Here I think the criticism goes off the rails. Pamphilon was inadvertently witness to an appalling instance of near-criminal behavior. Athletes were being urged—and all but bribed—to maim, even cripple, opposing players. Even a lawyer may ignore confidentiality if a client discloses plans to do harm. Suppose the coach had been promising pre-teen call girls for the post-game?

That Pamphilon was there to chronicle Gleason’s struggles is no more relevant than if he’d been bringing in fresh towels. He heard what he heard, and he should never have paused before coming forward.

Still, whistleblowers rarely have an easy time of it. Their motives are doubted, and their methods are impugned. Fact is, their disclosures rarely profit them. It’s the rest of us who benefit.


4 thoughts on “Cruelty and truth-telling in the NFL

  1. Professor Wasserman,

    Finally some sanity on a difficult issue. Thanks for a well-written statement about who is at fault and who is not.

  2. I just read and reflected on your “Blowing The Whistle” article. As a long time Saints fan I certainly find all of the revelations (now of course with eavesdropping) disheartening at best and tainting a terrific come back story for a team and entire town at worst.

    In general I agree with your viewpoint with the exception of Pamphilon’s actions and desired outcome. I do not think he should have released any information without Steve Gleason’s approval. That was their deal and condition of doing business and Sean Pamphilon agreed to it.

    That being said, if someone witnesses something illegal or unethical and they believe they must report it for the good of those involved then I would agree with you that he should have “never paused before coming forward”. The problem I have with Sean Pamphilon is the way he came forward. Was releasing this information to Yahoo Sports the best way to do this? Sean could have easily given this to the office of Roger Goodell and waited to see how they wanted to use it to make sure justice is served (which is now what seems to be Mr. Goodell’s main role as judge, jury and executioner). Sean could have done this in good faith to the truth and still kept a promise to Steve Gleason. It would show he was just trying to do the right thing without drawing attention to himself.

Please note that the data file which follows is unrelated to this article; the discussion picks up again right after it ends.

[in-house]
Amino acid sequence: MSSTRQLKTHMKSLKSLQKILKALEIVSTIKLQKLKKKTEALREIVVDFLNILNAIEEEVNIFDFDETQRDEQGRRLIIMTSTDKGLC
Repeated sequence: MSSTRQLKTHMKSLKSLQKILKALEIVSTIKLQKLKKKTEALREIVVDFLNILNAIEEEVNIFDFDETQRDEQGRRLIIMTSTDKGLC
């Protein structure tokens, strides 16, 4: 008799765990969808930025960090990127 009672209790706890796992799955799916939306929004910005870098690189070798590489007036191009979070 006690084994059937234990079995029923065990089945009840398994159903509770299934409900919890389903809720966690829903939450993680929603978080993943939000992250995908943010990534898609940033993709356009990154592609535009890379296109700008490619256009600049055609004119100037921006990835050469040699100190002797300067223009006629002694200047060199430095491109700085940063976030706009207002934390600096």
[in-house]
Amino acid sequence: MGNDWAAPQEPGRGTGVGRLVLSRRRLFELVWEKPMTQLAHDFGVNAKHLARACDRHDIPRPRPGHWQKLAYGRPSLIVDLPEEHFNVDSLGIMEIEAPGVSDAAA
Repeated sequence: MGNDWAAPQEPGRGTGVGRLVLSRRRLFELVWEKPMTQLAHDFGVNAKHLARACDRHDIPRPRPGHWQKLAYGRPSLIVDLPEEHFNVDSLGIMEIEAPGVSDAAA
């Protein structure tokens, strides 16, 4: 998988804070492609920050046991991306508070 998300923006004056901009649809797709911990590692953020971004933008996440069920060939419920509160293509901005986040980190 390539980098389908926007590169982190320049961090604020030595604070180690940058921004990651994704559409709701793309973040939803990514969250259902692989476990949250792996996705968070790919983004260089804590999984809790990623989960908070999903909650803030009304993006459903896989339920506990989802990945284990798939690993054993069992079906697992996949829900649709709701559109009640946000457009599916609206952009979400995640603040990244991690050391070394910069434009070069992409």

Instead…Sean gets a lot of attention and PR by releasing it to Yahoo Sports where the commissions office hears about it as the same time as the rest of us. Now does that sound like a documentarian who is truly acting noble or is it one who knows how to generate some attention for them self?

    It is not just about acting but how you act counts too. Sean Pamphilon may have needed to act in your opinion but I don’t see how you can defend the way he acted.

    1. I didn’t pay attention to that element, and after reading your note think that maybe I should’ve. My chief concern was with the contention that the disclosure was unethical, which I don’t buy. Beyond that, though, the manner in which Pamphilon chose to make the disclosure is, I think, a legitimate area of criticism. Here, the question you raise is whether he did wrong by going public instead of sharing the tape privately with the NFL, and then, as you suggest, releasing it publicly only if the league didn’t respond appropriately.

      I guess I come down on the side of public disclosure. The controversy was already in the public sphere, and misinformation was rampant. This information was solid. There’s a good argument that only an informed fan base would keep the NFL’s feet to the fire. Plus, I’m a little bothered by the prospect of Pamphilon, by implication, using the threat of public disclosure to force the league to react in a way that satisfies him. That seems a troubling use of the information he had in hand, and though it wouldn’t have been extortion, feels uncomfortably close.

  3. It sounded like many of the club house speeches… If you really listen he is telling his guys to get after them….Make them think, get into their heads.. Actually in that particular game, the only player hauled off the field was Pierre Thomas a New Orleans Saint… did the guy that injured him (in what I think was an illegal hit helmet to helmet) get payed a bounty??? MMMMM